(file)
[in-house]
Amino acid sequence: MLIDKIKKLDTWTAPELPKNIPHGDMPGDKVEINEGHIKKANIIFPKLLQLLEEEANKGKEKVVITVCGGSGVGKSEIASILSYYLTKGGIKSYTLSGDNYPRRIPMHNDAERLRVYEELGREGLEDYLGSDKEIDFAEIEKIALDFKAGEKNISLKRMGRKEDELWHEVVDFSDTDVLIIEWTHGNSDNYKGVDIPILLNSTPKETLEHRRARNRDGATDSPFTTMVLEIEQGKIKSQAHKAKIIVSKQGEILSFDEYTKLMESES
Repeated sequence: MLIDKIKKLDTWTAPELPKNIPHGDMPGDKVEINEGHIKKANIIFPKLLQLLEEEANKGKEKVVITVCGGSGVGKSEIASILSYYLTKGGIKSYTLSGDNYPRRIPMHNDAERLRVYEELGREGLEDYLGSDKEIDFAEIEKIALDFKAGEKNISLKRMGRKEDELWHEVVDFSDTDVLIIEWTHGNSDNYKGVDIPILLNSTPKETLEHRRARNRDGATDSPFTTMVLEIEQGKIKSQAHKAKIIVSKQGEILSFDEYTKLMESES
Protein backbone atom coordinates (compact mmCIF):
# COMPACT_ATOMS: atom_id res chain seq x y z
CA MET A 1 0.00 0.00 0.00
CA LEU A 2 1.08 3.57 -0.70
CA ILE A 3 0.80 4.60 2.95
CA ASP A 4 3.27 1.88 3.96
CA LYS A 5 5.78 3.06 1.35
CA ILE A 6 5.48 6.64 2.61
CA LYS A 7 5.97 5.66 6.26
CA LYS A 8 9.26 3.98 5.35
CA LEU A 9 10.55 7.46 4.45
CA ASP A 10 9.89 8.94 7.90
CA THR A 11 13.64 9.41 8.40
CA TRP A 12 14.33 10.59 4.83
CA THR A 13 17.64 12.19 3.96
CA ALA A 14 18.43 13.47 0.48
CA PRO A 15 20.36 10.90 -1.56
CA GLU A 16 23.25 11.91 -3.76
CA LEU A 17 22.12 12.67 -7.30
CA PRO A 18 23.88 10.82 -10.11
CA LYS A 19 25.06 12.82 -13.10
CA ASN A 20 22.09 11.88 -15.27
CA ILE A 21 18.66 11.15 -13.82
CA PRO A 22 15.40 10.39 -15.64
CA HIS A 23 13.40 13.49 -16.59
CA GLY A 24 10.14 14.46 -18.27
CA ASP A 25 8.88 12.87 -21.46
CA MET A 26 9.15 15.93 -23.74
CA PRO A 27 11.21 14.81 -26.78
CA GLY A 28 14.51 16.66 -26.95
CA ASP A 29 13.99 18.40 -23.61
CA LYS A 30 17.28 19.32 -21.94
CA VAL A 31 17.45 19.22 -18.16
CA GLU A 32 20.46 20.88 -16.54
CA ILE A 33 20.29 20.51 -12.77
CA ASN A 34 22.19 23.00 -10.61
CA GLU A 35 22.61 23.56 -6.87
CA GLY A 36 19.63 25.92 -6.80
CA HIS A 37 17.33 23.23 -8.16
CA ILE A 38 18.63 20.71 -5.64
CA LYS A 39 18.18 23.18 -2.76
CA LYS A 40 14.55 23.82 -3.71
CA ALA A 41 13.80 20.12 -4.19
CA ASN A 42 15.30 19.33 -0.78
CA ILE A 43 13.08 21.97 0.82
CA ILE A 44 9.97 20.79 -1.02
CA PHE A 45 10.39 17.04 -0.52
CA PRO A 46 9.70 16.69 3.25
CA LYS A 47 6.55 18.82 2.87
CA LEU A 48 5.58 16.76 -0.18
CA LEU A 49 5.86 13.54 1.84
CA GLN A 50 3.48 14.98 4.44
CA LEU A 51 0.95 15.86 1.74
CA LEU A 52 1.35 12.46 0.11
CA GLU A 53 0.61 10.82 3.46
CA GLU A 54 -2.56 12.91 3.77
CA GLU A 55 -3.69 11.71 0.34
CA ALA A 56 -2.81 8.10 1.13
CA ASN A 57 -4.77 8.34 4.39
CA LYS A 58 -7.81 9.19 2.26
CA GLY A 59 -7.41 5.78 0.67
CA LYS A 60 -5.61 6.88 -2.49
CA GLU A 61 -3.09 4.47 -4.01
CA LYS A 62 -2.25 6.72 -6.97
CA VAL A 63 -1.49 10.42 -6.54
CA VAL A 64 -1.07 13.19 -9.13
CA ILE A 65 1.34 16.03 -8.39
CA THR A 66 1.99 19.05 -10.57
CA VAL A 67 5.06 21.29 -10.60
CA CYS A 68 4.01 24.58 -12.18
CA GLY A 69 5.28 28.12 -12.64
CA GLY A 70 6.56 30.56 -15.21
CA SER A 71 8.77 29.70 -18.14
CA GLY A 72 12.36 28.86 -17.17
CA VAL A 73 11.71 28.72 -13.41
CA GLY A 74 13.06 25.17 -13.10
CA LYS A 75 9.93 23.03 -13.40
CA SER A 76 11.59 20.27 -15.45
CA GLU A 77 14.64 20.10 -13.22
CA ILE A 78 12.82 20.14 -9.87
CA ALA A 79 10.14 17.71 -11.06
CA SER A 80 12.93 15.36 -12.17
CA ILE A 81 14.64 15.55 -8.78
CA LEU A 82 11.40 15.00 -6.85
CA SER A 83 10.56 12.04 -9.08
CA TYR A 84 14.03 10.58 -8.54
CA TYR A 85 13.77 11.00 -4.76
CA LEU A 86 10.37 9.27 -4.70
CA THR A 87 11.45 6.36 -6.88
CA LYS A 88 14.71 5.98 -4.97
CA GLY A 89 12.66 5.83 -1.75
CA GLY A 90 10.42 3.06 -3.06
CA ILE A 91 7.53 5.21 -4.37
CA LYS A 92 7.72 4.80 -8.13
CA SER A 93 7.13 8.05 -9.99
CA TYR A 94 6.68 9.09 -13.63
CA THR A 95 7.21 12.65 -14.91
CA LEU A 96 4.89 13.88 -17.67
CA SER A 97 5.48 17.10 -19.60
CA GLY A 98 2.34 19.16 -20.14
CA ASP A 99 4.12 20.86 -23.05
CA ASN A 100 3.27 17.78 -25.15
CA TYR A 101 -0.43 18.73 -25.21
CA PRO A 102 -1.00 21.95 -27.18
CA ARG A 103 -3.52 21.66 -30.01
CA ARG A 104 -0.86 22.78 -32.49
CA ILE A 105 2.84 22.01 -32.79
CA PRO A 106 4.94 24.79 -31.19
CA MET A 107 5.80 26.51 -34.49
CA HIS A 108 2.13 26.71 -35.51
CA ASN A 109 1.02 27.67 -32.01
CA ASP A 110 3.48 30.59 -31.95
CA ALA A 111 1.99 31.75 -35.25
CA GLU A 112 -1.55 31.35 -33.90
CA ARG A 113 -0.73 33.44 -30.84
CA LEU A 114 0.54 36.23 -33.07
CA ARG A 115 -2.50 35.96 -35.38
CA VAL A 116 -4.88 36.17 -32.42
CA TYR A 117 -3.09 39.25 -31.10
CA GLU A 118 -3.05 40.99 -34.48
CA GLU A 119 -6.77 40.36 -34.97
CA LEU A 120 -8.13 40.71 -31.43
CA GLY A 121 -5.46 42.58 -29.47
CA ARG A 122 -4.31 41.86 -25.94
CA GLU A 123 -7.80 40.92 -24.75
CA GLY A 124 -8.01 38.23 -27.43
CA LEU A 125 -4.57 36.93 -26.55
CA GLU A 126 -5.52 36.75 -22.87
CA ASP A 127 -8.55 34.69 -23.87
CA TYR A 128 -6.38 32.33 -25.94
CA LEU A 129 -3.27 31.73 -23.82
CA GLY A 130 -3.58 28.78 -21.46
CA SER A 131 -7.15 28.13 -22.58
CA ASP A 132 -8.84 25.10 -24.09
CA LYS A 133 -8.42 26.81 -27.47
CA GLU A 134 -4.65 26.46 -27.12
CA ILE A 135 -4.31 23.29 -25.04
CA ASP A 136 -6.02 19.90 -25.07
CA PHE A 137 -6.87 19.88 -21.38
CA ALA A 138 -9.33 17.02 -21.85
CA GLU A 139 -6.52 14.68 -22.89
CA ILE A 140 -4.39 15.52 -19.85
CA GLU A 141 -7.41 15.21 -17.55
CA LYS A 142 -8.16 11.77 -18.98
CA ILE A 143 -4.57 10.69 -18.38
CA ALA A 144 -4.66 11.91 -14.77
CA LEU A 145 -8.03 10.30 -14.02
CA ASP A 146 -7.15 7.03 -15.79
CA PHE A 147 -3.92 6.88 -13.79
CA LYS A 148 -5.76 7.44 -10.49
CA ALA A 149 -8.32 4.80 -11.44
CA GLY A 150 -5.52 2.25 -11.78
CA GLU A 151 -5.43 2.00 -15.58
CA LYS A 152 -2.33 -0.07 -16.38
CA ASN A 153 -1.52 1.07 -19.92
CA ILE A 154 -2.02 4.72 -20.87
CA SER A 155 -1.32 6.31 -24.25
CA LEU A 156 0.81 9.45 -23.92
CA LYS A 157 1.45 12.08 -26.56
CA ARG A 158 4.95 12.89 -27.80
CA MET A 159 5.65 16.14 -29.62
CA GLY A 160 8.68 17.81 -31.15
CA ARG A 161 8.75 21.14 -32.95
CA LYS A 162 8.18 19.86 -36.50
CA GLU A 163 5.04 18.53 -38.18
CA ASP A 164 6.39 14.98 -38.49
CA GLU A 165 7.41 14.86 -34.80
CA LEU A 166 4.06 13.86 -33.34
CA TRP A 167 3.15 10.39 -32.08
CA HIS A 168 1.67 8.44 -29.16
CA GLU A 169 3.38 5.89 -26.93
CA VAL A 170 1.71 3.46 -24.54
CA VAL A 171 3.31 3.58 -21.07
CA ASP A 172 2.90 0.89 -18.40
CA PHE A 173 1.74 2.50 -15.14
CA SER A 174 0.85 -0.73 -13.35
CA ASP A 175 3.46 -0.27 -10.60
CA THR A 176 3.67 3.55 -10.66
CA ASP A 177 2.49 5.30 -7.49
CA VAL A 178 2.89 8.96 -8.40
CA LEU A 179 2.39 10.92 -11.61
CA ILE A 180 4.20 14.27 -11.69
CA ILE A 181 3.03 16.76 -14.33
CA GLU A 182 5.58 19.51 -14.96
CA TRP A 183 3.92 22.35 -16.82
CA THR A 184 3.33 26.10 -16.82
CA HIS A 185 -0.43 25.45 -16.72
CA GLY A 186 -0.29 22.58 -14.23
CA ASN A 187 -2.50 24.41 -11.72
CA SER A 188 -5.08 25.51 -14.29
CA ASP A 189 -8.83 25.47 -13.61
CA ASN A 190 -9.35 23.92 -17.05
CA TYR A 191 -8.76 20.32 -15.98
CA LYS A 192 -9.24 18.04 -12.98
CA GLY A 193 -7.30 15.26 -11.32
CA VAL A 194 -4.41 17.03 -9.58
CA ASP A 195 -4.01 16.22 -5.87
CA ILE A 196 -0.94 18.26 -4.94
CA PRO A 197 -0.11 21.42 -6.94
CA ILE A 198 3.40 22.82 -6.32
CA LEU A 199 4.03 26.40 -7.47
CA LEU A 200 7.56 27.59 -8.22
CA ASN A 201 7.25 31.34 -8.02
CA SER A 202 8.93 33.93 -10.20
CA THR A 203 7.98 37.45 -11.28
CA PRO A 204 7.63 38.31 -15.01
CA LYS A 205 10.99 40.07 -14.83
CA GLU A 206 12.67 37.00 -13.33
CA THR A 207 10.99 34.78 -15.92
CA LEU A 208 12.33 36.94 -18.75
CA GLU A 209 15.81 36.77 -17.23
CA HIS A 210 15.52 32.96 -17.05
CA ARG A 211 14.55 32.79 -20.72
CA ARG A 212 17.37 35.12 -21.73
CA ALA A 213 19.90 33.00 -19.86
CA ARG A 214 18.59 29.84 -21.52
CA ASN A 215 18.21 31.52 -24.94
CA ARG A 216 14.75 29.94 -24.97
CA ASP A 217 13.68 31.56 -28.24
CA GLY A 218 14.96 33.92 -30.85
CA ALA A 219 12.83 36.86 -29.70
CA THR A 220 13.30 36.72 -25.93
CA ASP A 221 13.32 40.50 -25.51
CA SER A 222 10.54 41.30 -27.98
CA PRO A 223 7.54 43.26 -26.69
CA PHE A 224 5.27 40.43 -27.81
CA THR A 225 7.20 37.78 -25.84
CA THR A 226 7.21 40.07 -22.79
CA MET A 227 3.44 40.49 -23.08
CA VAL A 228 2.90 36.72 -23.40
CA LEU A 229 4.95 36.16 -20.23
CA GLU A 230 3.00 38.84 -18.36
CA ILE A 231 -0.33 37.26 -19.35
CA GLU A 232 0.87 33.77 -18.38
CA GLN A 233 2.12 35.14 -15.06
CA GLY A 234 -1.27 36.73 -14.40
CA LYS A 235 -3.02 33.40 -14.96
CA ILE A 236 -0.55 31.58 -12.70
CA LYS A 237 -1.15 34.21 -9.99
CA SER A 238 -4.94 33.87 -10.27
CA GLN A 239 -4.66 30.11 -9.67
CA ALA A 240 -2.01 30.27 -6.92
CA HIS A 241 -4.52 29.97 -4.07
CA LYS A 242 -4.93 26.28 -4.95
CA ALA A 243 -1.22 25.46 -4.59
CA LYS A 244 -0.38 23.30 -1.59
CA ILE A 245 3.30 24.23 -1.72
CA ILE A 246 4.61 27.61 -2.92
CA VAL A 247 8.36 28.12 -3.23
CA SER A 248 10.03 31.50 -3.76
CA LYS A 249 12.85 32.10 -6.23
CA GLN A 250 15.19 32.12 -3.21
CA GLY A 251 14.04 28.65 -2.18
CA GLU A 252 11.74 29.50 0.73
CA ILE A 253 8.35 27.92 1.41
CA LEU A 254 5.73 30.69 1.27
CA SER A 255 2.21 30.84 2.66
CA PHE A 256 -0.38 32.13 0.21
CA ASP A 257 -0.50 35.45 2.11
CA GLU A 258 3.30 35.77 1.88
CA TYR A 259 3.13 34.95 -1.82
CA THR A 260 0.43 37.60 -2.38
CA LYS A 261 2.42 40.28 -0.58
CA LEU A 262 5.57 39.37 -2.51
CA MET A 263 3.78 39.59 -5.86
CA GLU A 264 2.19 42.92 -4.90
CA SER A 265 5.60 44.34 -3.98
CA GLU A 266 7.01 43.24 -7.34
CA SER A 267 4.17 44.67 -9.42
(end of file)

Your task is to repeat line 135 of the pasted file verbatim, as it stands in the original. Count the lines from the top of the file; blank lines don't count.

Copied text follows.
CA GLY A 130 -3.58 28.78 -21.46